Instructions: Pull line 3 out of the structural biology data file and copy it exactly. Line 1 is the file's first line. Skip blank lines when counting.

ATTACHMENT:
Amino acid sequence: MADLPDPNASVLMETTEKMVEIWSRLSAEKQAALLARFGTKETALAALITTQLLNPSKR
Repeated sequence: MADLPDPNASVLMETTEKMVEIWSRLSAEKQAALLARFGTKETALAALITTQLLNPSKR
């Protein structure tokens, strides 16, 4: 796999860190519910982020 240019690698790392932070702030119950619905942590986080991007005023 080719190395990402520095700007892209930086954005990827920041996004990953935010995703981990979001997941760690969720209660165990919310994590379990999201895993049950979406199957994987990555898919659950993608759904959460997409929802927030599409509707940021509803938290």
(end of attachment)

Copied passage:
């Protein structure tokens, strides 16, 4: 796999860190519910982020 240019690698790392932070702030119950619905942590986080991007005023 080719190395990402520095700007892209930086954005990827920041996004990953935010995703981990979001997941760690969720209660165990919310994590379990999201895993049950979406199957994987990555898919659950993608759904959460997409929802927030599409509707940021509803938290």